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Eur Rev Med Pharmacol Sci. 2015 Aug;19(15):2824-9.

Autoimmunity and thyrotropin level in developing thyroid malignancy.

Author information

1
Department of Endocrinology, Clinical Center of Montenegro, Faculty of Medicine University of Montenegro, Podgorica, Montenegro. com_nr@yahoo.com.

Abstract

OBJECTIVE:

Malignancies and autoimmune thyroid disease are still controversial, but recent studies prove that a long lasting thyroid disease may be linked with malignancy, e.g. papillary thyroid carcinoma in patients with Hashimoto thyroiditis. Having in mind that thyrotropin is a thyroid growth factor, the relationship between its serum values, as well as the levels of anti-peroxidase and anti-thyroglobulin antibodies and thyroid malignancy in patients with nodular thyroid goiter was examined.

PATIENTS AND METHODS:

Six-hundred-thirty-seven medical records, which included the thyroid fine-needle aspiration cytology were retrospectively evaluated. Patients were grouped regarding the levels of thyrotropin, anti-peroxidase and anti-thyroglobulin antibodies (in or out of the reference ranges) and compared with cytology findings for establishing their prognostic potential for malignancy.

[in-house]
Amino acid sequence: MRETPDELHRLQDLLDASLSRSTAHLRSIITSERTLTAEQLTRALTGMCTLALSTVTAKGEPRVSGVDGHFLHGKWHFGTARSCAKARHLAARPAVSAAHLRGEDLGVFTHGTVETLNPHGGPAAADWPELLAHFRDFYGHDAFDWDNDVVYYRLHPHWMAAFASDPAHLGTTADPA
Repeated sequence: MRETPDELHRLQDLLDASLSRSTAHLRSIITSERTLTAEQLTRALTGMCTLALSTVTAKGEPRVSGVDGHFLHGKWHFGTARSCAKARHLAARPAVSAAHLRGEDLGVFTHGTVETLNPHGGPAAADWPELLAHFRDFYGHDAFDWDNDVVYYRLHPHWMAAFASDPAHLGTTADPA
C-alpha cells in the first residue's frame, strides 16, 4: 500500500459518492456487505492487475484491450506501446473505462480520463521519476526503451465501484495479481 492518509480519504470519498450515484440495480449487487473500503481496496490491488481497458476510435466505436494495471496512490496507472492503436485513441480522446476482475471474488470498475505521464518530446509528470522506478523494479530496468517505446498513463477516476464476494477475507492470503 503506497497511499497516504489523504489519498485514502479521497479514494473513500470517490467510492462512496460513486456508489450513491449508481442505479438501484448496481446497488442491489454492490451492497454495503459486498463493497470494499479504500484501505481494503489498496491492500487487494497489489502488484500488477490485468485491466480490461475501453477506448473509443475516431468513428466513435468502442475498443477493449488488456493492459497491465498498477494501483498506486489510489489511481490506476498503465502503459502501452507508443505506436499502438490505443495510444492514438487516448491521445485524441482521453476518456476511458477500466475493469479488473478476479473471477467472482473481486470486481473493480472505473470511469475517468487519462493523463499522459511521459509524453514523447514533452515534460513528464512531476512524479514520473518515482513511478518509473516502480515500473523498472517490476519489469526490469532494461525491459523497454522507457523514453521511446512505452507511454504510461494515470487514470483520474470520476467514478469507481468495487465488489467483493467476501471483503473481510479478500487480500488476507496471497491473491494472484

RESULTS:

Elevated serum thyrotropin (≥ 4.5 mIU/L) was found in 27.3% of patients with thyroid malignancy compared with 10.8% with benign and 16.1% with unspecified cytology finding (p < 0.01). In the group of patients with malignant cytology findings 7.0% of them had elevated anti-peroxidase antibodies level, and 1.4% had anti-peroxidase antibodies level in reference range. In the group of patients with malignant cytology findings 4.2% of them had elevated anti-thyroglobulin antibodies level, and 1.4% had anti-thyroglobulin antibodies level in reference range.

CONCLUSIONS:

In patients with elevated serum thyrotropin concentration and/or chronic thyroiditis the occurrence of thyroid malignancy is increased.

PMID:
26241536
[Indexed for MEDLINE]
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